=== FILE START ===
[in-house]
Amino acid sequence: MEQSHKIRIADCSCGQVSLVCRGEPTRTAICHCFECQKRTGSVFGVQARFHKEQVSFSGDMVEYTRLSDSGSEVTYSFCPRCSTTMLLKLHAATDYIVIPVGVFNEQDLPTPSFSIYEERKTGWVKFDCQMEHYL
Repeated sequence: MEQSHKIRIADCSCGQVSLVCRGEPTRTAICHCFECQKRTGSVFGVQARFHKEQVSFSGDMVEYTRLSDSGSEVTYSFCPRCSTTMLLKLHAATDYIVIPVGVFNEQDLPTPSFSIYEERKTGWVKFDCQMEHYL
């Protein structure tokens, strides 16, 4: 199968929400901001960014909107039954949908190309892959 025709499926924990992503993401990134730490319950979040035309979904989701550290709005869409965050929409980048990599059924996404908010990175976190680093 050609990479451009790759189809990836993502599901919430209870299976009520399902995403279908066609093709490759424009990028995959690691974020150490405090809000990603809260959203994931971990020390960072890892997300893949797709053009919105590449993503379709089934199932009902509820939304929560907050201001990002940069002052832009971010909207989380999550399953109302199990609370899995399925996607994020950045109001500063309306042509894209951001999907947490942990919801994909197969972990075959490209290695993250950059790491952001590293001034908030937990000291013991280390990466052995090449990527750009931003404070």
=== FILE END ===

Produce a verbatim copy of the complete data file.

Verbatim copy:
[in-house]
Amino acid sequence: MEQSHKIRIADCSCGQVSLVCRGEPTRTAICHCFECQKRTGSVFGVQARFHKEQVSFSGDMVEYTRLSDSGSEVTYSFCPRCSTTMLLKLHAATDYIVIPVGVFNEQDLPTPSFSIYEERKTGWVKFDCQMEHYL
Repeated sequence: MEQSHKIRIADCSCGQVSLVCRGEPTRTAICHCFECQKRTGSVFGVQARFHKEQVSFSGDMVEYTRLSDSGSEVTYSFCPRCSTTMLLKLHAATDYIVIPVGVFNEQDLPTPSFSIYEERKTGWVKFDCQMEHYL
């Protein structure tokens, strides 16, 4: 199968929400901001960014909107039954949908190309892959 025709499926924990992503993401990134730490319950979040035309979904989701550290709005869409965050929409980048990599059924996404908010990175976190680093 050609990479451009790759189809990836993502599901919430209870299976009520399902995403279908066609093709490759424009990028995959690691974020150490405090809000990603809260959203994931971990020390960072890892997300893949797709053009919105590449993503379709089934199932009902509820939304929560907050201001990002940069002052832009971010909207989380999550399953109302199990609370899995399925996607994020950045109001500063309306042509894209951001999907947490942990919801994909197969972990075959490209290695993250950059790491952001590293001034908030937990000291013991280390990466052995090449990527750009931003404070």